Should the US return to the gold standard?


Fact Box

  • The Gold Standard was a system where currency was fixed to a specified amount of gold or linked to the currency of a country that used the standard.
  • The gold standard was abandoned by most economies in the 1930s. Now, most have free-floating exchange rates.
  • In 1933, the United States stopped using the gold standard for domestic transactions, and it stopped allowing the dollar to be converted to gold internationally in 1971.
  • President Richard Nixon delinked the US dollar from gold in 1971. At that time, the rate was $35 for an ounce of gold.

Maha (No)

Though the gold standard isn’t new to the US economy, there are many reasons why it was abolished in 1973. Firstly, the gold standard did not actually guarantee fixed pricing or provide price stability. History testifies to this, as the shift to this system in 1933 led to the increase of the dollar value of gold. This, in turn, increased the money supply and led to significant price inflation. 

Reintroducing the gold standard could also impact spending power, budgets, and the economy. It would limit the Federal Reserve's ability to help the economy. Moreover, with banks holding their gold reserves, clashes between gold-as-money and gold-as-commodity are expected, especially if gold smuggling activities pick up later. 

Another reason to avoid the gold standard is the length of gold recessions. The recession that began in October 1873 while the gold standard was implemented lasted 65 months. It was followed by a 38-month recession from March 1882 to May 1885. Even the Great Depression ended after 43 months—when the country quit the gold standard. Additionally, returning to a gold standard would require a global cooperation that just couldn’t be done in a time when there is increased political unrest abroad.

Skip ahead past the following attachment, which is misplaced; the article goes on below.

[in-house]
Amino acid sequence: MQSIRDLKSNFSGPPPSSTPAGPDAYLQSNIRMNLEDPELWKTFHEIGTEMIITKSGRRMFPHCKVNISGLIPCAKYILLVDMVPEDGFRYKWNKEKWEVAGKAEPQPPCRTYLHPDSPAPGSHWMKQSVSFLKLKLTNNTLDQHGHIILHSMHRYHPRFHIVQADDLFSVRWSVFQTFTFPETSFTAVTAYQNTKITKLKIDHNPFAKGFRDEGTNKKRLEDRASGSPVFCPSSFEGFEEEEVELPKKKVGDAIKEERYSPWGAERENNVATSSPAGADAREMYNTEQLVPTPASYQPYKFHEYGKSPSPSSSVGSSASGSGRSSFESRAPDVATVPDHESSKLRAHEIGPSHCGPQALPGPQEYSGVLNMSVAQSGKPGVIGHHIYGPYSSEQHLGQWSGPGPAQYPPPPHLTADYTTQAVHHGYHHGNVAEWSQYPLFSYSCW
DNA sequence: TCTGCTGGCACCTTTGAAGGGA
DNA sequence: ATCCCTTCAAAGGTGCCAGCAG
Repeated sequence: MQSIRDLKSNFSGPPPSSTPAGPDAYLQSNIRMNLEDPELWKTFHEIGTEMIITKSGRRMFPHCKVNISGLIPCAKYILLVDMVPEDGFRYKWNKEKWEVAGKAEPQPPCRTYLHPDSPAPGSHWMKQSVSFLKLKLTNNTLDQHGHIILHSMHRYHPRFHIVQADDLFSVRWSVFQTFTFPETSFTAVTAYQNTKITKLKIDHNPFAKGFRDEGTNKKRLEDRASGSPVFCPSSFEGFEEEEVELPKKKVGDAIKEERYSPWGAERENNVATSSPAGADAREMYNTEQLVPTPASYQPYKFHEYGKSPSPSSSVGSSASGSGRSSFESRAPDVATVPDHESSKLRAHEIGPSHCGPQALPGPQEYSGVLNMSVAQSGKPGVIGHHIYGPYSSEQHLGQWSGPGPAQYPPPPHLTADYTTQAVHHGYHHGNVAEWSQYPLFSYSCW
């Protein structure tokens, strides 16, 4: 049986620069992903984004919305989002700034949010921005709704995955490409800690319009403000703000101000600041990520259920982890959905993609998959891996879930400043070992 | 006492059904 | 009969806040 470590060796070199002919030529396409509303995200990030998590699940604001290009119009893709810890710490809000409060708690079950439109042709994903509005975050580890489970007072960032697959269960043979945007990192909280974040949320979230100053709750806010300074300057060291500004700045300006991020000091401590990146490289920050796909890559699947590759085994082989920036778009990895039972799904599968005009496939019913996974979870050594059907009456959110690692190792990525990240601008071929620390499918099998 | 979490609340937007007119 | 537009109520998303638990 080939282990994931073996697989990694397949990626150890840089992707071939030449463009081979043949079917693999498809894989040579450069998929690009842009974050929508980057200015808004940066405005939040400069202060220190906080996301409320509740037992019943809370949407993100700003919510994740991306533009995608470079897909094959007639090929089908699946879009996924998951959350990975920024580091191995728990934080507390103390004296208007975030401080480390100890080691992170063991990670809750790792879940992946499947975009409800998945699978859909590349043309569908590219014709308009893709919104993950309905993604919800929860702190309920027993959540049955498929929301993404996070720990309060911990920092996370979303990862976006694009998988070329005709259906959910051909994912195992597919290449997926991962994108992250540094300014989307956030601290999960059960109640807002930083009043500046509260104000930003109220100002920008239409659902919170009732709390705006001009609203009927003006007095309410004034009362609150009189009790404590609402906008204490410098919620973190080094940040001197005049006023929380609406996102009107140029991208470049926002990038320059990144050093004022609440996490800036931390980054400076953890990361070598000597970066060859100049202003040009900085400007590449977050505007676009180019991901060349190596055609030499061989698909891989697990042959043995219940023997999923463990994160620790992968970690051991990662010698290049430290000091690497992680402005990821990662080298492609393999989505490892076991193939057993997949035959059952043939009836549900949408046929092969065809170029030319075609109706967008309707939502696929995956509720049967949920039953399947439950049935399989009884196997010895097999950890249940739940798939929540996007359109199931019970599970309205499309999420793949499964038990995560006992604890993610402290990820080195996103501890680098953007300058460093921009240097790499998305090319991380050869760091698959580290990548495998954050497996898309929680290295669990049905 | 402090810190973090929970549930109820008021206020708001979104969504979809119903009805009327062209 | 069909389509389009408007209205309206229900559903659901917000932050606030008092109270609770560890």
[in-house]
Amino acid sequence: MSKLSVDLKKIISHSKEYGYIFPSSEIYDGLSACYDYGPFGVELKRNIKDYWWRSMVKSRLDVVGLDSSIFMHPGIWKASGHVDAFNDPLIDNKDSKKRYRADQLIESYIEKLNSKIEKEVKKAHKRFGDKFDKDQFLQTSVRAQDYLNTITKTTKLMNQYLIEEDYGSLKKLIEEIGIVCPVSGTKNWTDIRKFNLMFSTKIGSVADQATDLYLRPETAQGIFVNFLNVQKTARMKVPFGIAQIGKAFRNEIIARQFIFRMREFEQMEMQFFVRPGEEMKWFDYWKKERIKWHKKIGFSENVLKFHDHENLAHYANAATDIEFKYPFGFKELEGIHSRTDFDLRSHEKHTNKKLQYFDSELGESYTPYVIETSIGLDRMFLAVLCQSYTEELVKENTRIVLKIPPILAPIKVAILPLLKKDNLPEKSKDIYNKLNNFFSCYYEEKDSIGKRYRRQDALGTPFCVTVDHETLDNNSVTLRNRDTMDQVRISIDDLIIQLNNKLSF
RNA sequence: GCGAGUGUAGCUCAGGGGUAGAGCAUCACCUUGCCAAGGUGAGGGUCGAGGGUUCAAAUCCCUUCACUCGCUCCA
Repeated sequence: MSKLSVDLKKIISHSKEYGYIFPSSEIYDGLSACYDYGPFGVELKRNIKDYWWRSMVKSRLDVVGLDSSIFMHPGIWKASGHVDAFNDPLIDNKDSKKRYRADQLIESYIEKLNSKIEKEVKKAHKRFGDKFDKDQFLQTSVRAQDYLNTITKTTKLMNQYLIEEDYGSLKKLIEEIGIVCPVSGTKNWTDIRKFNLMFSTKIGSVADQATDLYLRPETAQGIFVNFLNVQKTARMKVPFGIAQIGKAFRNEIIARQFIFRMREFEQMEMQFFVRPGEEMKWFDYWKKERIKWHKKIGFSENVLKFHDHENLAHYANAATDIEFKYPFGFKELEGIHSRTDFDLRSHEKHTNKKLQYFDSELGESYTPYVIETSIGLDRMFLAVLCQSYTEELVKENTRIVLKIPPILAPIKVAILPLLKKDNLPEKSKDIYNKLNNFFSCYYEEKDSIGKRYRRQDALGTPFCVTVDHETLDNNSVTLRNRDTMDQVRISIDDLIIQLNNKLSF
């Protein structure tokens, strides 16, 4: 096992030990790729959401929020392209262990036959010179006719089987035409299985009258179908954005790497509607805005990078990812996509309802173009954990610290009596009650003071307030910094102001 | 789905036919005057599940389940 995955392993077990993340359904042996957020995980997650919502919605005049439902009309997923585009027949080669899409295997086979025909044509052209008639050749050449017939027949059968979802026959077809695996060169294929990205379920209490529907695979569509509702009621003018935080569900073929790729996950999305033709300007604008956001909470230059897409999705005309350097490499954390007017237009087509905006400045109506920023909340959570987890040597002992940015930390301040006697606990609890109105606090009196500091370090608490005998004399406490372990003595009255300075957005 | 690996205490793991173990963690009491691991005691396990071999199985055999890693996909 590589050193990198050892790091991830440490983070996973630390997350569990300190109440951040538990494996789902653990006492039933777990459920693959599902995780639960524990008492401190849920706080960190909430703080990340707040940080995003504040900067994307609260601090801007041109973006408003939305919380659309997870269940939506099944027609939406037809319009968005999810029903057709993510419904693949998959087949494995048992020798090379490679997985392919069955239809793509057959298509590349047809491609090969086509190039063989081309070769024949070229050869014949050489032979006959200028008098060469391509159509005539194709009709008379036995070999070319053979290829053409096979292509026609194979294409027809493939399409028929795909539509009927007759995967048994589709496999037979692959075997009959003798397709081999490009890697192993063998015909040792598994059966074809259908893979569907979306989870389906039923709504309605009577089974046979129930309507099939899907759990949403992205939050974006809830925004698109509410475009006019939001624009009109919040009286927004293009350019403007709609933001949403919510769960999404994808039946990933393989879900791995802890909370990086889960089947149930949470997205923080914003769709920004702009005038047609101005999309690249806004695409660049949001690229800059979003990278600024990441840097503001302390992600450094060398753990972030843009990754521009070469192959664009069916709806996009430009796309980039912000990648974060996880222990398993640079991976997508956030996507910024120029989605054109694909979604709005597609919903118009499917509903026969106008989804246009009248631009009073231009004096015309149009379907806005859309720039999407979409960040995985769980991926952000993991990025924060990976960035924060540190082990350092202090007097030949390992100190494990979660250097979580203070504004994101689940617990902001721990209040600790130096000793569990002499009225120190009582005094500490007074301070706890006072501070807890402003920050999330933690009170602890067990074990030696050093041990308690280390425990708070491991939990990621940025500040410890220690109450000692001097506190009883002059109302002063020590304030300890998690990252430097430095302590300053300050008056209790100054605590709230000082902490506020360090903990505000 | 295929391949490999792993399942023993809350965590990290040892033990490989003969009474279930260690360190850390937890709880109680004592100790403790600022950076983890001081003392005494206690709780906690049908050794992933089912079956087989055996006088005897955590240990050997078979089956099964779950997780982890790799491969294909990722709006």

Finally, if a gold standard were to be as flexible as its supporters claim it can be, how would that differ from the current system? A flexible gold standard can cause imbalances over time, demand large adjustments, and lead to financial friction. So, it may be best not to revive the gold standard to prevent the cure from turning into a new disease.  

James (Yes)

The gold standard was an effective monetary system used in the United States from 1900 to 1971. Although the gold standard was criticized for having several drawbacks, several advantages made it a useful currency system. The gold standard, first and foremost, provided price stability. Inflation was drastically limited because the dollar's value was tied to a particular amount of gold, and thus, the amount of money in circulation was constrained. Due to the resulting improvements in cost predictability, price stability made planning and investing easier.

Additionally, the gold standard limited the government's spending. This means that government expenditures were constrained by the amount of gold retained since a nation's gold reserves dictated the amount of money in circulation. This helped to avoid overspending and borrowing, which may have caused inflation and economic instability. Such a gold-backed currency would increase public trust and confidence in the US monetary system, as people would know that their currency has a tangible value and is not subject to arbitrary government decisions.

Furthermore, the gold standard helped to create confidence in the US dollar since tangible underlying assets directly supported its monetary value. As a result of other nations' willingness to hold and exchange US dollars, this trust facilitated international commerce and investment. The gold standard also offered longer-term stability. The fixed exchange rate gave the economy a solid platform for growth, making it easier for people and companies to make future plans. Also, this stability contributed to avoiding abrupt and unanticipated economic shocks that may have caused financial crises and overall economic instability.

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